Women are underrepresented in medical sub-specialties including gastroenterology. Historically, gastroenterology has been male dominated, with few women in top leadership positions. Gender bias, family responsibilities, institutional practices all contribute to this gender gap. Although the gender gap has decreased, significant disparities continue to exist. Therefore, it is particularly worth recognizing those women who have successfully reached leadership positions that have been filled predominantly by men.
AGA is the oldest gastroenterological society in America and was founded in 1897. Past and current AGA leadership have increasingly supported the accomplishments of women in the field but there is more left to accomplish. Despite these efforts it is important to highlight that only three women have had the honor of being president of AGA over its 100+ year history: Dr. Sara Jordan (1942), Dr. Gail Hecht (2009) and Dr. Sheila Crowe (2017).
In 1942, Dr. Sara Jordan became the first female president of AGA. This was a remarkable accomplishment. She held this leadership position almost 80 years ago, and it would take nearly 70 years for another woman to reach this position. She was a strong advocate for the rights of all women in medicine. After being dissuaded from pursuing medicine by her parents and going into another field, she was conditionally accepted (on ‘probation’) to study medicine at Tufts University in 1917. The probation was lifted and she was graduated from medical school after, on her request, an investigation by the AMA revealed that she completed all her courses. She completed gastroenterology training at Rush Medical College in Chicago. She started her academic career in Boston in 1923 at the Lahey Clinic where she was the head of gastroenterology. She focused on peptic ulcer disease and gastric cancer and was one of the first doctors that advocated for medical rather than surgical treatment for these conditions.
Dr. Gail Hecht, was the first female president of AGA (2009) since World War II. She graduated from Loyola University Medical School, completed an internal medicine residency at the University of Minnesota, and followed by a gastroenterology fellowship at Brigham and Women’s Hospital, in Boston. She is a professor of medicine and microbiology/immunology and chief of gastroenterology and nutrition at Loyola University. She has many accomplishments and recognitions, the most recent of which is the Julius M. Friedenwald Medal, the highest honor given to any AGA member. She is a great example of what a woman with determination, intelligence and curiosity can accomplish. She was born in Carthage, Missouri and attended class in a two-room schoolhouse. From this beginning, she rose to train and work in some of the most prestigious medical centers in the U.S. Her accomplishments in the field are unparalleled. Her research focuses on the interactions between host and pathogen specifically regarding enteropathogenic Escherichia coli.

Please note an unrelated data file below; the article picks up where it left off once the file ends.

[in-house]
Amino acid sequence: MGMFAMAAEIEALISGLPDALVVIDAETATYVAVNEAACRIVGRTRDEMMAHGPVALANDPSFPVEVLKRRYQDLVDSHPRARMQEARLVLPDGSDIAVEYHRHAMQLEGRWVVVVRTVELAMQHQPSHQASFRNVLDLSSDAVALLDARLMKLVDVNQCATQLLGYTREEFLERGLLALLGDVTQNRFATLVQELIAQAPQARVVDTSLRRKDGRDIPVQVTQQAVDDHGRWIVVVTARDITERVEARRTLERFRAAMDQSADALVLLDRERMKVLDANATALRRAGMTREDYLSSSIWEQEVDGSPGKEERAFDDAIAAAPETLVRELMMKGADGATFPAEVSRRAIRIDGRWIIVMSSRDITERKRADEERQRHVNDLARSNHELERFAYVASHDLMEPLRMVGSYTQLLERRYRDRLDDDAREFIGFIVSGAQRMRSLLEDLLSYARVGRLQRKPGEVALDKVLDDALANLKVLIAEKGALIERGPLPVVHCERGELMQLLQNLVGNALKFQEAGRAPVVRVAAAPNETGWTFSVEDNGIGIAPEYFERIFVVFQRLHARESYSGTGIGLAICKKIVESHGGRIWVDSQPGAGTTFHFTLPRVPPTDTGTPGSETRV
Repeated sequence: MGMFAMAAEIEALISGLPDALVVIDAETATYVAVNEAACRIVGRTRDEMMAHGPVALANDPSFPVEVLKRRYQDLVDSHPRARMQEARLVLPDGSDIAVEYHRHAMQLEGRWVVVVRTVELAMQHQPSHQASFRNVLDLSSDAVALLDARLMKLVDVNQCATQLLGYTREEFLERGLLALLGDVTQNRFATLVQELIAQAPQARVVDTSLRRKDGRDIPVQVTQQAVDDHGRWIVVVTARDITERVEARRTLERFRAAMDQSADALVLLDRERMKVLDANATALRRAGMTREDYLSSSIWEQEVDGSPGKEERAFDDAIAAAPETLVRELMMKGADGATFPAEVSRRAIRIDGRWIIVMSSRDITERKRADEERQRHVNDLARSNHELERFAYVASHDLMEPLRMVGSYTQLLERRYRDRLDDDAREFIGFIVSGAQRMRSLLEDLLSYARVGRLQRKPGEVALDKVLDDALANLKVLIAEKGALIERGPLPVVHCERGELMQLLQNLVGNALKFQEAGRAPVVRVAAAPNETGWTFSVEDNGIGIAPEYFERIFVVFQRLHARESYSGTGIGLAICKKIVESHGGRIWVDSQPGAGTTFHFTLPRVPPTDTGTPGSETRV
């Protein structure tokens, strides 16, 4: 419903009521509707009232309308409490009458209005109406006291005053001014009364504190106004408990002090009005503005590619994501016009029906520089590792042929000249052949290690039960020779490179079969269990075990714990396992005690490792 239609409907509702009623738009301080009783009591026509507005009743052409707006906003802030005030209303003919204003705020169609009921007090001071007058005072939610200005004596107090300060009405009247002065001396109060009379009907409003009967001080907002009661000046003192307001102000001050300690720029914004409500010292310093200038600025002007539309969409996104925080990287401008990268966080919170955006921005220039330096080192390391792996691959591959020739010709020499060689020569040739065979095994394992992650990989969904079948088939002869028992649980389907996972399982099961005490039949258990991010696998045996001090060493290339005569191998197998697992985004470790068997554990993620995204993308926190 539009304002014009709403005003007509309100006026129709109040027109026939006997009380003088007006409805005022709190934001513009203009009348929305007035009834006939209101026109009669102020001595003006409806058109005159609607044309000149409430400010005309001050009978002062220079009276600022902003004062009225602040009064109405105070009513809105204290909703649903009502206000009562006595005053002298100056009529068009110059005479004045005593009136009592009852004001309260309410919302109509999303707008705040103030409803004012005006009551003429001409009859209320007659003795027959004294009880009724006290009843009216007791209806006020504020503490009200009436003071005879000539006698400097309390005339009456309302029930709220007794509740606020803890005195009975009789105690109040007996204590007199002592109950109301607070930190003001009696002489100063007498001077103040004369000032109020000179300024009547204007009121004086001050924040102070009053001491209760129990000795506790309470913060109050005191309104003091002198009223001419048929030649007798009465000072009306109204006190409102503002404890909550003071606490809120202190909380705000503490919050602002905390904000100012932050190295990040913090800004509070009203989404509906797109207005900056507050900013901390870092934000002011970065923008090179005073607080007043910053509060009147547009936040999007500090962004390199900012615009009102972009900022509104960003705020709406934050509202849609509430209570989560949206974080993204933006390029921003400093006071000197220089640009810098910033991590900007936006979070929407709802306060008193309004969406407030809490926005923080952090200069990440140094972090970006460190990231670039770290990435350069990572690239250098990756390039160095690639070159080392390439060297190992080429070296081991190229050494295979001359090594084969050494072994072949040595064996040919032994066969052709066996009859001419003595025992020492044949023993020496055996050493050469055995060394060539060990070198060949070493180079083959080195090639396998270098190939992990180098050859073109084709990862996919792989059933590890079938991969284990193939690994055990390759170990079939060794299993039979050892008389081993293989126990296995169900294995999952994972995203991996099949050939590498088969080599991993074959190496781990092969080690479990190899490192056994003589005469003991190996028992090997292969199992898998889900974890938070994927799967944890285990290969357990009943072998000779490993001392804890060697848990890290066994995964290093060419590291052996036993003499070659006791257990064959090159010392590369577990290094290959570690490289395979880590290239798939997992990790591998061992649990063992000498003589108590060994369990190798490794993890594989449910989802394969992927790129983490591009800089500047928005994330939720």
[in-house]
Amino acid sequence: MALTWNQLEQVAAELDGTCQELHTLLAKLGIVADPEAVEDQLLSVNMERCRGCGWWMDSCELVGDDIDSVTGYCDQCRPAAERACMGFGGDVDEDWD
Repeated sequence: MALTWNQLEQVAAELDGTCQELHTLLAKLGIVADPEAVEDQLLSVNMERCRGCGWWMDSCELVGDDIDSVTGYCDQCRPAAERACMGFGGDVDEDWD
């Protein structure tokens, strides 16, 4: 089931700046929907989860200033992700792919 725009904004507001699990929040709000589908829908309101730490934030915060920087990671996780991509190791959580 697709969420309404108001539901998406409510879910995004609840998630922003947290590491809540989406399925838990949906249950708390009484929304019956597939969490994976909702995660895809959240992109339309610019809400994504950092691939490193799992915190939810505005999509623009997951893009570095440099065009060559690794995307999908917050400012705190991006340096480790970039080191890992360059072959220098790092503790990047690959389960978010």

Dr. Sheila Crowe was the third and most recent female president of AGA in 2017. She is a professor of medicine at the University of California, San Diego (USCD). She is from Canada and received her medical degree from McMaster University in Hamilton, Ontario where she also completed her residency in internal medicine and her fellowship in gastroenterology. She started her academic career at McMaster and continued her career in the U.S. She was first at University of Texas Medical Branch at Galveston and then moved to the University of Virginia until 2011, when she was recruited to USCD as the director of research in the division of gastroenterology and the director of their NIH T32 training grant. Dr. Crowe had an interesting life as well. Her father’s work resulted in her experiencing life in remote areas of Canada, including Ungava Bay in northern Quebec and Pangnirtung on Baffin Island. As a result, she was home schooled during her elementary years. Rather than limiting her, these challenges defined her and demonstrated her resilience. She established herself as an expert in H. Pylori infection and celiac disease.
These women paved the way for the new generation of female gastroenterologists. The success of these exceptional women is an example that any goal is possible, no matter how challenging it might be. Although progress has been made towards gender equality, there is still a long road to go. It is key to provide early support and increase awareness of the importance of the involvement of women in leadership roles in professional societies and academic positions to continue to close the gender gap in the field.
Mayra Sanchez, MD, HHC, Neurogastroenterology and Motility Center
Veroushka Ballester, MD, MS, Assistant Professor of Medicine University of Puerto Rico-Comprehensive Cancer Center
Ibironke Oduyebo, MD, MS, Kaiser Permanente Mid-Atlantic Permanente Medical Group